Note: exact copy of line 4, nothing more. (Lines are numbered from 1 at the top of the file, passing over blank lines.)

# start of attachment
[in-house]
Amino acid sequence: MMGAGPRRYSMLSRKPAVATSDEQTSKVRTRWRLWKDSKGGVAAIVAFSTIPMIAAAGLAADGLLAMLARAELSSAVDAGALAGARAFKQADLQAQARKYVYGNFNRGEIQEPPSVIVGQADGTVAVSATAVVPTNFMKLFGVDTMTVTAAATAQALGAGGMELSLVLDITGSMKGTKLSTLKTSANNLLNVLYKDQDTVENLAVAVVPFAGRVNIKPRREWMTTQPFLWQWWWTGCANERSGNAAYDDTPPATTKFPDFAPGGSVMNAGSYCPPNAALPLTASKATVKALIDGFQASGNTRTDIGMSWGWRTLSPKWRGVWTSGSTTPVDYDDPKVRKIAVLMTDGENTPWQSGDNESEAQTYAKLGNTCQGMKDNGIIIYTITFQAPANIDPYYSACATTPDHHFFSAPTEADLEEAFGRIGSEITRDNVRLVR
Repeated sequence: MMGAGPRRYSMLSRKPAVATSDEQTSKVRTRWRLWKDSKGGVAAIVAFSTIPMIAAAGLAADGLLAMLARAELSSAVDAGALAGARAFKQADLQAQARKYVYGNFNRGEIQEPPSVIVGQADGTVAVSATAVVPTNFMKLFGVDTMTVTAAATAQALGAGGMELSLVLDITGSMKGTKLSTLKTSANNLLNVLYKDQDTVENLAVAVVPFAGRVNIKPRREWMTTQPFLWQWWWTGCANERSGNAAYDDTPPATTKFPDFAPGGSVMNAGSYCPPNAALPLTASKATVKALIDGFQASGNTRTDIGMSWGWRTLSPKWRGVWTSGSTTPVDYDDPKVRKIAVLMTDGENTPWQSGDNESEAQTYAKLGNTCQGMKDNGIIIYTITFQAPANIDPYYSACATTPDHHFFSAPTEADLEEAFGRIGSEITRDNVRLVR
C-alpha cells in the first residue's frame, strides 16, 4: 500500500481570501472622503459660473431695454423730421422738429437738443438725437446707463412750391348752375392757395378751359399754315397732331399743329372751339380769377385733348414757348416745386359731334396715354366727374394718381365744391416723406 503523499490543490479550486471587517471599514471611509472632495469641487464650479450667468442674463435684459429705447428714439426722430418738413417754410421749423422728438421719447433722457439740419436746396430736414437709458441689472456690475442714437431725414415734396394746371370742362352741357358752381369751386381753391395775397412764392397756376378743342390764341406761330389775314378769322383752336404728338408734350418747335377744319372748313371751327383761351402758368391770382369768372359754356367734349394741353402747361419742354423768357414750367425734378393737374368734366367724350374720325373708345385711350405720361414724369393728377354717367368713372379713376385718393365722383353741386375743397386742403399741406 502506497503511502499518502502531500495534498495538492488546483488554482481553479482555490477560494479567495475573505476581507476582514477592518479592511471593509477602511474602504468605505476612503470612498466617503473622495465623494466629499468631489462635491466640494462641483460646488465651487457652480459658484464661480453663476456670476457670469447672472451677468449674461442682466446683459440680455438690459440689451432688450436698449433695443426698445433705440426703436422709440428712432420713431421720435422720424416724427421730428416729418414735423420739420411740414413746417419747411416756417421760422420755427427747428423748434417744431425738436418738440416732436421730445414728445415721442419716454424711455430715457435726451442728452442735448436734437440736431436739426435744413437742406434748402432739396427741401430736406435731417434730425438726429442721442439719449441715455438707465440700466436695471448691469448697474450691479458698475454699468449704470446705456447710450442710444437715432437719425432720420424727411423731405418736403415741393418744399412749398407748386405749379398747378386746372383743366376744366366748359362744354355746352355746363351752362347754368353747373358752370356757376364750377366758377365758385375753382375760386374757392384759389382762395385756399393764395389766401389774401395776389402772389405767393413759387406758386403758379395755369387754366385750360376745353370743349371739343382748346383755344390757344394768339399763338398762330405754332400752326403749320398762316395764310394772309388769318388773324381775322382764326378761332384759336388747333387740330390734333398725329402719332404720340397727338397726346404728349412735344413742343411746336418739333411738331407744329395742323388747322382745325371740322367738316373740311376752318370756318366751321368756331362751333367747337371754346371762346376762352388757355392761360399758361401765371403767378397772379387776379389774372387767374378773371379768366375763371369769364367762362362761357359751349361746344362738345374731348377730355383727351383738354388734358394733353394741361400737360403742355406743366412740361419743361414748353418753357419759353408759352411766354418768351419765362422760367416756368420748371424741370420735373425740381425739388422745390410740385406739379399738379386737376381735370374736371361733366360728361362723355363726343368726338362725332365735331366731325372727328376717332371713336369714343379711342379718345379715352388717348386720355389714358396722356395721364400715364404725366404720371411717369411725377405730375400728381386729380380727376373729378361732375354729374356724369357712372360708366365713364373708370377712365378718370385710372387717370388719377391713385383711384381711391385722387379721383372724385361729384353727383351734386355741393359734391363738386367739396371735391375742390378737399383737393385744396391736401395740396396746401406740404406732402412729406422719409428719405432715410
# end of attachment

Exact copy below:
C-alpha cells in the first residue's frame, strides 16, 4: 500500500481570501472622503459660473431695454423730421422738429437738443438725437446707463412750391348752375392757395378751359399754315397732331399743329372751339380769377385733348414757348416745386359731334396715354366727374394718381365744391416723406 503523499490543490479550486471587517471599514471611509472632495469641487464650479450667468442674463435684459429705447428714439426722430418738413417754410421749423422728438421719447433722457439740419436746396430736414437709458441689472456690475442714437431725414415734396394746371370742362352741357358752381369751386381753391395775397412764392397756376378743342390764341406761330389775314378769322383752336404728338408734350418747335377744319372748313371751327383761351402758368391770382369768372359754356367734349394741353402747361419742354423768357414750367425734378393737374368734366367724350374720325373708345385711350405720361414724369393728377354717367368713372379713376385718393365722383353741386375743397386742403399741406 502506497503511502499518502502531500495534498495538492488546483488554482481553479482555490477560494479567495475573505476581507476582514477592518479592511471593509477602511474602504468605505476612503470612498466617503473622495465623494466629499468631489462635491466640494462641483460646488465651487457652480459658484464661480453663476456670476457670469447672472451677468449674461442682466446683459440680455438690459440689451432688450436698449433695443426698445433705440426703436422709440428712432420713431421720435422720424416724427421730428416729418414735423420739420411740414413746417419747411416756417421760422420755427427747428423748434417744431425738436418738440416732436421730445414728445415721442419716454424711455430715457435726451442728452442735448436734437440736431436739426435744413437742406434748402432739396427741401430736406435731417434730425438726429442721442439719449441715455438707465440700466436695471448691469448697474450691479458698475454699468449704470446705456447710450442710444437715432437719425432720420424727411423731405418736403415741393418744399412749398407748386405749379398747378386746372383743366376744366366748359362744354355746352355746363351752362347754368353747373358752370356757376364750377366758377365758385375753382375760386374757392384759389382762395385756399393764395389766401389774401395776389402772389405767393413759387406758386403758379395755369387754366385750360376745353370743349371739343382748346383755344390757344394768339399763338398762330405754332400752326403749320398762316395764310394772309388769318388773324381775322382764326378761332384759336388747333387740330390734333398725329402719332404720340397727338397726346404728349412735344413742343411746336418739333411738331407744329395742323388747322382745325371740322367738316373740311376752318370756318366751321368756331362751333367747337371754346371762346376762352388757355392761360399758361401765371403767378397772379387776379389774372387767374378773371379768366375763371369769364367762362362761357359751349361746344362738345374731348377730355383727351383738354388734358394733353394741361400737360403742355406743366412740361419743361414748353418753357419759353408759352411766354418768351419765362422760367416756368420748371424741370420735373425740381425739388422745390410740385406739379399738379386737376381735370374736371361733366360728361362723355363726343368726338362725332365735331366731325372727328376717332371713336369714343379711342379718345379715352388717348386720355389714358396722356395721364400715364404725366404720371411717369411725377405730375400728381386729380380727376373729378361732375354729374356724369357712372360708366365713364373708370377712365378718370385710372387717370388719377391713385383711384381711391385722387379721383372724385361729384353727383351734386355741393359734391363738386367739396371735391375742390378737399383737393385744396391736401395740396396746401406740404406732402412729406422719409428719405432715410